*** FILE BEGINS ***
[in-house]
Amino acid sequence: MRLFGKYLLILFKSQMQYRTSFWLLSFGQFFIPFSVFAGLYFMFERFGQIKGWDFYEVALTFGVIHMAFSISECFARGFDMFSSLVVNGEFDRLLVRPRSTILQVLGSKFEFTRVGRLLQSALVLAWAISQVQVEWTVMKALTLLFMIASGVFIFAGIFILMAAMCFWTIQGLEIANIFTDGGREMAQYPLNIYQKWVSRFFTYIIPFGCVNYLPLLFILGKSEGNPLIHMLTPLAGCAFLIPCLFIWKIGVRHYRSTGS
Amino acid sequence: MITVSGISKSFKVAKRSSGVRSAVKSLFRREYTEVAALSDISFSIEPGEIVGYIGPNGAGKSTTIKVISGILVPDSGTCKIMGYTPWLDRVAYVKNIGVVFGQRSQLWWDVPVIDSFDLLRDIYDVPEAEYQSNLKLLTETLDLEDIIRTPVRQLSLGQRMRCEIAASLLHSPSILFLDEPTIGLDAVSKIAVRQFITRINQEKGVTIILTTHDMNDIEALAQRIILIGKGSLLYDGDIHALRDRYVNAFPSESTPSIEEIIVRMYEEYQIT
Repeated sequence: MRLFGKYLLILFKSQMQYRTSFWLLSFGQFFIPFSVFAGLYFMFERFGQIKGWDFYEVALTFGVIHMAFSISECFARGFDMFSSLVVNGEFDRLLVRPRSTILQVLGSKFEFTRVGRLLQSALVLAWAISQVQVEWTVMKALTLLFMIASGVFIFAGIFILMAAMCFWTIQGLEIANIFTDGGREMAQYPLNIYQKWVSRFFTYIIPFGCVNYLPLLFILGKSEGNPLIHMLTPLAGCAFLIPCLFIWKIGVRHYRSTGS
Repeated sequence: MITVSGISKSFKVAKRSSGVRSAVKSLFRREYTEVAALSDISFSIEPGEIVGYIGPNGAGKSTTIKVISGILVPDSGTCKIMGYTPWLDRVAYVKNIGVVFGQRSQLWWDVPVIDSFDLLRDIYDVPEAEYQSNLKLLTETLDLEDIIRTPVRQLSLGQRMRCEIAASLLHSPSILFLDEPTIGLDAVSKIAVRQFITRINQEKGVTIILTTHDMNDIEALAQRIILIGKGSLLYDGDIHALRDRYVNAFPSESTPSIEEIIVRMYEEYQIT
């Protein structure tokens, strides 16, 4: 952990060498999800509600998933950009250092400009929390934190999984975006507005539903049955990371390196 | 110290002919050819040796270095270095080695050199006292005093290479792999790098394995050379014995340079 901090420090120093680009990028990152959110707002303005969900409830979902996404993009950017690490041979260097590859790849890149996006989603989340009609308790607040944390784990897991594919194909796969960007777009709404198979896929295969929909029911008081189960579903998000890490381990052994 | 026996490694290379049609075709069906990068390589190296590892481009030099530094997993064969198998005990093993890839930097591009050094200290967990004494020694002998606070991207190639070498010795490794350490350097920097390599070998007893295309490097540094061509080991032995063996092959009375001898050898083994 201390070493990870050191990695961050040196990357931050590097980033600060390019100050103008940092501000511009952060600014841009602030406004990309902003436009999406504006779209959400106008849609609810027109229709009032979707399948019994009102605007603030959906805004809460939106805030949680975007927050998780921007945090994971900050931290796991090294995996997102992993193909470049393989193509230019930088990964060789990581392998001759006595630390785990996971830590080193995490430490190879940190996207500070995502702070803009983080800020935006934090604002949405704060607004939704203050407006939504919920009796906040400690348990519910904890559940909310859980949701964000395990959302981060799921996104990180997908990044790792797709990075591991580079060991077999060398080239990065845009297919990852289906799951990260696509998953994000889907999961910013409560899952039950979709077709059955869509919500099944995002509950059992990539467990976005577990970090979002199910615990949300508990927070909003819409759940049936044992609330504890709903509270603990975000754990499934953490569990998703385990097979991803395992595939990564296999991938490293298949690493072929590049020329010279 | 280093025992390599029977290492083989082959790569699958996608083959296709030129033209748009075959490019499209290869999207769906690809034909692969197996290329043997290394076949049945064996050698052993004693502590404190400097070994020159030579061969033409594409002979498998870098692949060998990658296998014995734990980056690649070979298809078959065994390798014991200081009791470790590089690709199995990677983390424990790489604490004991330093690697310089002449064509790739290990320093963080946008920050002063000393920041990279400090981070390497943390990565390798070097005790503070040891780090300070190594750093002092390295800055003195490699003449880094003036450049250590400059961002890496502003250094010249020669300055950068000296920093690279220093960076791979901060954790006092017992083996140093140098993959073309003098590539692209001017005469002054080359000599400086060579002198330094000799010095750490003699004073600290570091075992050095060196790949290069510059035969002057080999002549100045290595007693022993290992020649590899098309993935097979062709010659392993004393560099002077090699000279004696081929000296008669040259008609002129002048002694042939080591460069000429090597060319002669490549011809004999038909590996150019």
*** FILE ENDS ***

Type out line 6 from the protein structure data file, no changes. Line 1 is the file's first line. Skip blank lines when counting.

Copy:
């Protein structure tokens, strides 16, 4: 952990060498999800509600998933950009250092400009929390934190999984975006507005539903049955990371390196 | 110290002919050819040796270095270095080695050199006292005093290479792999790098394995050379014995340079 901090420090120093680009990028990152959110707002303005969900409830979902996404993009950017690490041979260097590859790849890149996006989603989340009609308790607040944390784990897991594919194909796969960007777009709404198979896929295969929909029911008081189960579903998000890490381990052994 | 026996490694290379049609075709069906990068390589190296590892481009030099530094997993064969198998005990093993890839930097591009050094200290967990004494020694002998606070991207190639070498010795490794350490350097920097390599070998007893295309490097540094061509080991032995063996092959009375001898050898083994 201390070493990870050191990695961050040196990357931050590097980033600060390019100050103008940092501000511009952060600014841009602030406004990309902003436009999406504006779209959400106008849609609810027109229709009032979707399948019994009102605007603030959906805004809460939106805030949680975007927050998780921007945090994971900050931290796991090294995996997102992993193909470049393989193509230019930088990964060789990581392998001759006595630390785990996971830590080193995490430490190879940190996207500070995502702070803009983080800020935006934090604002949405704060607004939704203050407006939504919920009796906040400690348990519910904890559940909310859980949701964000395990959302981060799921996104990180997908990044790792797709990075591991580079060991077999060398080239990065845009297919990852289906799951990260696509998953994000889907999961910013409560899952039950979709077709059955869509919500099944995002509950059992990539467990976005577990970090979002199910615990949300508990927070909003819409759940049936044992609330504890709903509270603990975000754990499934953490569990998703385990097979991803395992595939990564296999991938490293298949690493072929590049020329010279 | 280093025992390599029977290492083989082959790569699958996608083959296709030129033209748009075959490019499209290869999207769906690809034909692969197996290329043997290394076949049945064996050698052993004693502590404190400097070994020159030579061969033409594409002979498998870098692949060998990658296998014995734990980056690649070979298809078959065994390798014991200081009791470790590089690709199995990677983390424990790489604490004991330093690697310089002449064509790739290990320093963080946008920050002063000393920041990279400090981070390497943390990565390798070097005790503070040891780090300070190594750093002092390295800055003195490699003449880094003036450049250590400059961002890496502003250094010249020669300055950068000296920093690279220093960076791979901060954790006092017992083996140093140098993959073309003098590539692209001017005469002054080359000599400086060579002198330094000799010095750490003699004073600290570091075992050095060196790949290069510059035969002057080999002549100045290595007693022993290992020649590899098309993935097979062709010659392993004393560099002077090699000279004696081929000296008669040259008609002129002048002694042939080591460069000429090597060319002669490549011809004999038909590996150019």